He prefers to work under his own terms: establishing a network of supporters and terrorizing people into accepting his ideals of a pureblood wizard society with muggle-borns rooted out. This way he doesn't have to pretend to serve any other cause than his own, and can answer to opposition using his preferred method: force of arms... or wands. He can also skip the lengthy career track at the Ministry by just founding his own "rogue nation"- the Death Eaters.

Finally, I doubt Voldemort even wanted to be the Minister in the first place. He was perfectly fine with manipulating Pius Thicknesse instead of usurping the post himself.

  • Hitler was also very extreme in his beliefs. He even published a book describing his plans for everybody. But he still managed to get enough popular support to obtain the power he was after. – EvilSnack Sep 24 '16 at 14:37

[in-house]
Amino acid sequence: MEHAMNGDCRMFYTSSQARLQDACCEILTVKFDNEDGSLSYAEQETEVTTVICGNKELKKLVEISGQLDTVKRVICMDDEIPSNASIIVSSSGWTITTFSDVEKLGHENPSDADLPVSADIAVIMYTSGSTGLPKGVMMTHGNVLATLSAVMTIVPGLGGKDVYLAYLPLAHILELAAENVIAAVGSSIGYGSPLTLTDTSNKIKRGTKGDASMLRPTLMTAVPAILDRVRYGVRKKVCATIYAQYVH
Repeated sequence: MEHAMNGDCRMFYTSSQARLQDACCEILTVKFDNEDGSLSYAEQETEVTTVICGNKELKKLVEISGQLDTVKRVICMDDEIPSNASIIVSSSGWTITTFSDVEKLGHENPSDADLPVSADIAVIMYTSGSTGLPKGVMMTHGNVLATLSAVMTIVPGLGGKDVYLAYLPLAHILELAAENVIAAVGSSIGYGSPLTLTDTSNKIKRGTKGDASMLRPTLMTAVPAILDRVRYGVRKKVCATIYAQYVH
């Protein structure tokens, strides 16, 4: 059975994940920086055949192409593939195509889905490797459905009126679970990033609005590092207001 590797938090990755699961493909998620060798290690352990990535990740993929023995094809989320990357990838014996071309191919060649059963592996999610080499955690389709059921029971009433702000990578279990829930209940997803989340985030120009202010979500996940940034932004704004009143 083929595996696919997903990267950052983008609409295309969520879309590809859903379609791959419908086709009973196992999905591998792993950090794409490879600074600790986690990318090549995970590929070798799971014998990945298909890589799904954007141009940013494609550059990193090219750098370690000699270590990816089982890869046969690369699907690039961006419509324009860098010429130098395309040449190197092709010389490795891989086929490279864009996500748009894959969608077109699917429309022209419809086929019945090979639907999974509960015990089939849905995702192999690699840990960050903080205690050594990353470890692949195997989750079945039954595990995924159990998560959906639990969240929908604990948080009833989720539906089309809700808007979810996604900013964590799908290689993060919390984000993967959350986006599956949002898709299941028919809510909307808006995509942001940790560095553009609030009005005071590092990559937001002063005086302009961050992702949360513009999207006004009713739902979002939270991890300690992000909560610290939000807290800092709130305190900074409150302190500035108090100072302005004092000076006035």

4

I think because he didn't wanted the political power at all. He was just strength hungry. He wanted to get along the darkest pathways, dive so deep into dark arts, so that everyone would fear of him. He never wanted to be a minster. Even when they overthrew ministry, He didn't became minister of magic, instead he gave it to one of his follower. If he was unbeatable, the power would automatically come to his hands, then why go into all the Ministry affairs?

4

I don't think it's that calculating. Tom Riddle is a highly successful, ambitious 7th year but that success isn't filling some hole deep inside. He's been interested in dark arts and horcruxes and stuff and has all these mysteries surrounding his past and so, instead of continuing on the expected path that he can already see the end of, he goes off roaming the earth to find out more about this other thing that he thinks he can be the best at. By the time he's a couple horcruxes deep he feels far too superior and inhuman to consider taking control through the normal systems.

1

He likely was too ashamed of his history.